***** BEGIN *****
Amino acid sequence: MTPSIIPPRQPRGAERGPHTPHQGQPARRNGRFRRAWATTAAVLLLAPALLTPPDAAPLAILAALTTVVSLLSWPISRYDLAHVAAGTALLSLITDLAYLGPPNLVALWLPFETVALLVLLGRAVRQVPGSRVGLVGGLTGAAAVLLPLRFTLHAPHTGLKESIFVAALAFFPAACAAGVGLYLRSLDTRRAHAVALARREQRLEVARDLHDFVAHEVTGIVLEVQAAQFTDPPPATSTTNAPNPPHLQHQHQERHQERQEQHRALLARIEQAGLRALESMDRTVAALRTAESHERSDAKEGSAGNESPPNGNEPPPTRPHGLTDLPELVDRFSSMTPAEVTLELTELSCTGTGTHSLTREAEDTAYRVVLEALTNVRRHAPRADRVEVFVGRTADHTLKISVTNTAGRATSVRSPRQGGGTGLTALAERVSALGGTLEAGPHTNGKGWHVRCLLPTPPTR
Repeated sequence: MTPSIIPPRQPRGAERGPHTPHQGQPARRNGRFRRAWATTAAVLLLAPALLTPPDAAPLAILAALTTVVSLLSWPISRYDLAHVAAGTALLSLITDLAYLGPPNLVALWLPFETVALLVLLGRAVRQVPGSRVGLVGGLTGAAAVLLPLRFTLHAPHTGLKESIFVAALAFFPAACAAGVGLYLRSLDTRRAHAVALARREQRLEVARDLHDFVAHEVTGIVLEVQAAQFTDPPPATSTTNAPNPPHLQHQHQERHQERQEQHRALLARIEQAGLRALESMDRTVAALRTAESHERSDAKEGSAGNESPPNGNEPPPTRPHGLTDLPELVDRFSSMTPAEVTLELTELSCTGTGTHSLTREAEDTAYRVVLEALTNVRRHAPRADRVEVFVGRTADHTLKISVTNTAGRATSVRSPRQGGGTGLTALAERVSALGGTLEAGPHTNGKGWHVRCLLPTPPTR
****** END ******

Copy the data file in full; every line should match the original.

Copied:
Amino acid sequence: MTPSIIPPRQPRGAERGPHTPHQGQPARRNGRFRRAWATTAAVLLLAPALLTPPDAAPLAILAALTTVVSLLSWPISRYDLAHVAAGTALLSLITDLAYLGPPNLVALWLPFETVALLVLLGRAVRQVPGSRVGLVGGLTGAAAVLLPLRFTLHAPHTGLKESIFVAALAFFPAACAAGVGLYLRSLDTRRAHAVALARREQRLEVARDLHDFVAHEVTGIVLEVQAAQFTDPPPATSTTNAPNPPHLQHQHQERHQERQEQHRALLARIEQAGLRALESMDRTVAALRTAESHERSDAKEGSAGNESPPNGNEPPPTRPHGLTDLPELVDRFSSMTPAEVTLELTELSCTGTGTHSLTREAEDTAYRVVLEALTNVRRHAPRADRVEVFVGRTADHTLKISVTNTAGRATSVRSPRQGGGTGLTALAERVSALGGTLEAGPHTNGKGWHVRCLLPTPPTR
Repeated sequence: MTPSIIPPRQPRGAERGPHTPHQGQPARRNGRFRRAWATTAAVLLLAPALLTPPDAAPLAILAALTTVVSLLSWPISRYDLAHVAAGTALLSLITDLAYLGPPNLVALWLPFETVALLVLLGRAVRQVPGSRVGLVGGLTGAAAVLLPLRFTLHAPHTGLKESIFVAALAFFPAACAAGVGLYLRSLDTRRAHAVALARREQRLEVARDLHDFVAHEVTGIVLEVQAAQFTDPPPATSTTNAPNPPHLQHQHQERHQERQEQHRALLARIEQAGLRALESMDRTVAALRTAESHERSDAKEGSAGNESPPNGNEPPPTRPHGLTDLPELVDRFSSMTPAEVTLELTELSCTGTGTHSLTREAEDTAYRVVLEALTNVRRHAPRADRVEVFVGRTADHTLKISVTNTAGRATSVRSPRQGGGTGLTALAERVSALGGTLEAGPHTNGKGWHVRCLLPTPPTR